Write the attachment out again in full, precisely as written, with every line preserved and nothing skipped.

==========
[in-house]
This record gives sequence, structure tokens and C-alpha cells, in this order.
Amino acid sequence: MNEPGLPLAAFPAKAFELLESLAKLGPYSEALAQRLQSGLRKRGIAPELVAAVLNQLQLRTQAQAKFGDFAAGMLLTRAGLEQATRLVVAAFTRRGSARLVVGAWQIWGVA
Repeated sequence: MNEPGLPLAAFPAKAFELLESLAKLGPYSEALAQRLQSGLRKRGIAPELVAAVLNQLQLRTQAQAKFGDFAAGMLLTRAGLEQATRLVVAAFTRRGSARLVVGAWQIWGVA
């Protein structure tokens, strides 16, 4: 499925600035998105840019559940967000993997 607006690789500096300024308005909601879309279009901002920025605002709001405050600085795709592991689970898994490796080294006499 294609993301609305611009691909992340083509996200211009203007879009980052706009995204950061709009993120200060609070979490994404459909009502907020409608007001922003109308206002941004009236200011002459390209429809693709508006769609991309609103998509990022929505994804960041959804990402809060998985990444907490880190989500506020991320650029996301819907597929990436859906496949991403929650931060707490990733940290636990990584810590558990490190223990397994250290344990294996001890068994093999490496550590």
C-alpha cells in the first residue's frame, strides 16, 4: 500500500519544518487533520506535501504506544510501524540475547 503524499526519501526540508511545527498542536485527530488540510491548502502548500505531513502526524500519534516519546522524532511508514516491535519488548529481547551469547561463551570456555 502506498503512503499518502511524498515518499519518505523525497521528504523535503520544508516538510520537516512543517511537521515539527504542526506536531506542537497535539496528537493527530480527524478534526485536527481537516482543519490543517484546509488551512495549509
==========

[in-house]
This record gives sequence, structure tokens and C-alpha cells, in this order.
Amino acid sequence: MNEPGLPLAAFPAKAFELLESLAKLGPYSEALAQRLQSGLRKRGIAPELVAAVLNQLQLRTQAQAKFGDFAAGMLLTRAGLEQATRLVVAAFTRRGSARLVVGAWQIWGVA
Repeated sequence: MNEPGLPLAAFPAKAFELLESLAKLGPYSEALAQRLQSGLRKRGIAPELVAAVLNQLQLRTQAQAKFGDFAAGMLLTRAGLEQATRLVVAAFTRRGSARLVVGAWQIWGVA
């Protein structure tokens, strides 16, 4: 499925600035998105840019559940967000993997 607006690789500096300024308005909601879309279009901002920025605002709001405050600085795709592991689970898994490796080294006499 294609993301609305611009691909992340083509996200211009203007879009980052706009995204950061709009993120200060609070979490994404459909009502907020409608007001922003109308206002941004009236200011002459390209429809693709508006769609991309609103998509990022929505994804960041959804990402809060998985990444907490880190989500506020991320650029996301819907597929990436859906496949991403929650931060707490990733940290636990990584810590558990490190223990397994250290344990294996001890068994093999490496550590």
C-alpha cells in the first residue's frame, strides 16, 4: 500500500519544518487533520506535501504506544510501524540475547 503524499526519501526540508511545527498542536485527530488540510491548502502548500505531513502526524500519534516519546522524532511508514516491535519488548529481547551469547561463551570456555 502506498503512503499518502511524498515518499519518505523525497521528504523535503520544508516538510520537516512543517511537521515539527504542526506536531506542537497535539496528537493527530480527524478534526485536527481537516482543519490543517484546509488551512495549509